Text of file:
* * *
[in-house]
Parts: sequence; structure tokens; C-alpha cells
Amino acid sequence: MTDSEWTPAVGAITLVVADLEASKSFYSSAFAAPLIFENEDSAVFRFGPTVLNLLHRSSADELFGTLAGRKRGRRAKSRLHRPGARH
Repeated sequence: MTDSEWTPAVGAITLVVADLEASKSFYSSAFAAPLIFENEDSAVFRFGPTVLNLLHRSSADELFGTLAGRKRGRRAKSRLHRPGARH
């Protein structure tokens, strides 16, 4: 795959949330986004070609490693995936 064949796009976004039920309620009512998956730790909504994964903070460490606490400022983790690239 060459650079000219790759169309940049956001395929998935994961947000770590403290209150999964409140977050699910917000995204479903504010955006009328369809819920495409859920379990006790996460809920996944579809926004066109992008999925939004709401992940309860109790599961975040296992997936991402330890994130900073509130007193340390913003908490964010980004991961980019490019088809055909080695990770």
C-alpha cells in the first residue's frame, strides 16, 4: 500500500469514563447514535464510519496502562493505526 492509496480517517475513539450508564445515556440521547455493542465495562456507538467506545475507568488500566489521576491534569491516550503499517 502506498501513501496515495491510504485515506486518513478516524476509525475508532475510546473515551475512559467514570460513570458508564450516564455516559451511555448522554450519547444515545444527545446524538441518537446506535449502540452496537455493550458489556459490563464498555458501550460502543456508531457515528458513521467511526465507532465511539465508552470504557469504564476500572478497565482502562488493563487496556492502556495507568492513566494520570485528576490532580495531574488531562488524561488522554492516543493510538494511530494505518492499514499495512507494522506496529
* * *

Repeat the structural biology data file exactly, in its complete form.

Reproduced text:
[in-house]
Parts: sequence; structure tokens; C-alpha cells
Amino acid sequence: MTDSEWTPAVGAITLVVADLEASKSFYSSAFAAPLIFENEDSAVFRFGPTVLNLLHRSSADELFGTLAGRKRGRRAKSRLHRPGARH
Repeated sequence: MTDSEWTPAVGAITLVVADLEASKSFYSSAFAAPLIFENEDSAVFRFGPTVLNLLHRSSADELFGTLAGRKRGRRAKSRLHRPGARH
């Protein structure tokens, strides 16, 4: 795959949330986004070609490693995936 064949796009976004039920309620009512998956730790909504994964903070460490606490400022983790690239 060459650079000219790759169309940049956001395929998935994961947000770590403290209150999964409140977050699910917000995204479903504010955006009328369809819920495409859920379990006790996460809920996944579809926004066109992008999925939004709401992940309860109790599961975040296992997936991402330890994130900073509130007193340390913003908490964010980004991961980019490019088809055909080695990770």
C-alpha cells in the first residue's frame, strides 16, 4: 500500500469514563447514535464510519496502562493505526 492509496480517517475513539450508564445515556440521547455493542465495562456507538467506545475507568488500566489521576491534569491516550503499517 502506498501513501496515495491510504485515506486518513478516524476509525475508532475510546473515551475512559467514570460513570458508564450516564455516559451511555448522554450519547444515545444527545446524538441518537446506535449502540452496537455493550458489556459490563464498555458501550460502543456508531457515528458513521467511526465507532465511539465508552470504557469504564476500572478497565482502562488493563487496556492502556495507568492513566494520570485528576490532580495531574488531562488524561488522554492516543493510538494511530494505518492499514499495512507494522506496529